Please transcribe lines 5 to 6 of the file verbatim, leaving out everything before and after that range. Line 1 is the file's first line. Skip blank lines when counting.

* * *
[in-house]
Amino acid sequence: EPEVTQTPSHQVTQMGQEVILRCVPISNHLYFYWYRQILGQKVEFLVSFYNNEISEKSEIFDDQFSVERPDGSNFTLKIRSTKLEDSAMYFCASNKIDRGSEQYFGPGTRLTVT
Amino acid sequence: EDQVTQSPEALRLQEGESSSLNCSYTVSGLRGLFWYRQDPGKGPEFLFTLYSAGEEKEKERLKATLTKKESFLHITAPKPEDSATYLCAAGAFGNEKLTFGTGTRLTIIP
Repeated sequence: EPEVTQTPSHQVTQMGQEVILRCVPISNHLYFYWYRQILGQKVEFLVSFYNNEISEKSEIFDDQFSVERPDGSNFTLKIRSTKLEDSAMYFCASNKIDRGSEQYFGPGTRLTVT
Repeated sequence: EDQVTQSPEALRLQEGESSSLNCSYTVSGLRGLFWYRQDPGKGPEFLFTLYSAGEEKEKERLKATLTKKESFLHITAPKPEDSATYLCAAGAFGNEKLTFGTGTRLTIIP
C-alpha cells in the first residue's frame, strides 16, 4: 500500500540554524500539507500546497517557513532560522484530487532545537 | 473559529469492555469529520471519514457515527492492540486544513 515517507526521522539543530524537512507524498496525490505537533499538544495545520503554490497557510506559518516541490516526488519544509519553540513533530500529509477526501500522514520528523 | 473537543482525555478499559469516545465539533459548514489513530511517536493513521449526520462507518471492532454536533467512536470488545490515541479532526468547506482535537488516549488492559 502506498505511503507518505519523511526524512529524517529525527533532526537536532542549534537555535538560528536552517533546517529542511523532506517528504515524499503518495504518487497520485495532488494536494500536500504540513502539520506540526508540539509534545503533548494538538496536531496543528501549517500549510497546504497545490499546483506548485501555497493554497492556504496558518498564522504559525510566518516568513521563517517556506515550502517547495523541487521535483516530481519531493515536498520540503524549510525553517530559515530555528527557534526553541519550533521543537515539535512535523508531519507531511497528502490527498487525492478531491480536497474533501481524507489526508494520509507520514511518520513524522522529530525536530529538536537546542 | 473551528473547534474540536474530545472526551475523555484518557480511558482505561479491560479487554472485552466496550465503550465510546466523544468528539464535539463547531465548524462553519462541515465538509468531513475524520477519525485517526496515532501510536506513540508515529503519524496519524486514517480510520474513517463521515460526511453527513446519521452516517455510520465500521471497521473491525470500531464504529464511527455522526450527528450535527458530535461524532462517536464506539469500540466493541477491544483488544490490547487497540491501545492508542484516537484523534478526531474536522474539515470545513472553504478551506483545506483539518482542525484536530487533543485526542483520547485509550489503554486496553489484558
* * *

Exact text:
Repeated sequence: EDQVTQSPEALRLQEGESSSLNCSYTVSGLRGLFWYRQDPGKGPEFLFTLYSAGEEKEKERLKATLTKKESFLHITAPKPEDSATYLCAAGAFGNEKLTFGTGTRLTIIP
C-alpha cells in the first residue's frame, strides 16, 4: 500500500540554524500539507500546497517557513532560522484530487532545537 | 473559529469492555469529520471519514457515527492492540486544513 515517507526521522539543530524537512507524498496525490505537533499538544495545520503554490497557510506559518516541490516526488519544509519553540513533530500529509477526501500522514520528523 | 473537543482525555478499559469516545465539533459548514489513530511517536493513521449526520462507518471492532454536533467512536470488545490515541479532526468547506482535537488516549488492559 502506498505511503507518505519523511526524512529524517529525527533532526537536532542549534537555535538560528536552517533546517529542511523532506517528504515524499503518495504518487497520485495532488494536494500536500504540513502539520506540526508540539509534545503533548494538538496536531496543528501549517500549510497546504497545490499546483506548485501555497493554497492556504496558518498564522504559525510566518516568513521563517517556506515550502517547495523541487521535483516530481519531493515536498520540503524549510525553517530559515530555528527557534526553541519550533521543537515539535512535523508531519507531511497528502490527498487525492478531491480536497474533501481524507489526508494520509507520514511518520513524522522529530525536530529538536537546542 | 473551528473547534474540536474530545472526551475523555484518557480511558482505561479491560479487554472485552466496550465503550465510546466523544468528539464535539463547531465548524462553519462541515465538509468531513475524520477519525485517526496515532501510536506513540508515529503519524496519524486514517480510520474513517463521515460526511453527513446519521452516517455510520465500521471497521473491525470500531464504529464511527455522526450527528450535527458530535461524532462517536464506539469500540466493541477491544483488544490490547487497540491501545492508542484516537484523534478526531474536522474539515470545513472553504478551506483545506483539518482542525484536530487533543485526542483520547485509550489503554486496553489484558